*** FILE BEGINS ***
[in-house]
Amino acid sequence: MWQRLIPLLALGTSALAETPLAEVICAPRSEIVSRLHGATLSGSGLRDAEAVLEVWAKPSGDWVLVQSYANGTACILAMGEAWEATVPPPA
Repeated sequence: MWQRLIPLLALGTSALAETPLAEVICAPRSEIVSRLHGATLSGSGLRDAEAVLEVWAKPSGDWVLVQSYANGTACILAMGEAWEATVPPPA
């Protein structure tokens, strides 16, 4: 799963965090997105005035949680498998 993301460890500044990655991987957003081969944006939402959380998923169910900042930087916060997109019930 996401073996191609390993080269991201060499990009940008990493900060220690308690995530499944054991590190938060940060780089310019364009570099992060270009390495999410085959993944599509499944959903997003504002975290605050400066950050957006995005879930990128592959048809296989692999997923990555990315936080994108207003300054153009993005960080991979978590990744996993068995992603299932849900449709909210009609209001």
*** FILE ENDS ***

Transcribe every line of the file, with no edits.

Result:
[in-house]
Amino acid sequence: MWQRLIPLLALGTSALAETPLAEVICAPRSEIVSRLHGATLSGSGLRDAEAVLEVWAKPSGDWVLVQSYANGTACILAMGEAWEATVPPPA
Repeated sequence: MWQRLIPLLALGTSALAETPLAEVICAPRSEIVSRLHGATLSGSGLRDAEAVLEVWAKPSGDWVLVQSYANGTACILAMGEAWEATVPPPA
């Protein structure tokens, strides 16, 4: 799963965090997105005035949680498998 993301460890500044990655991987957003081969944006939402959380998923169910900042930087916060997109019930 996401073996191609390993080269991201060499990009940008990493900060220690308690995530499944054991590190938060940060780089310019364009570099992060270009390495999410085959993944599509499944959903997003504002975290605050400066950050957006995005879930990128592959048809296989692999997923990555990315936080994108207003300054153009993005960080991979978590990744996993068995992603299932849900449709909210009609209001």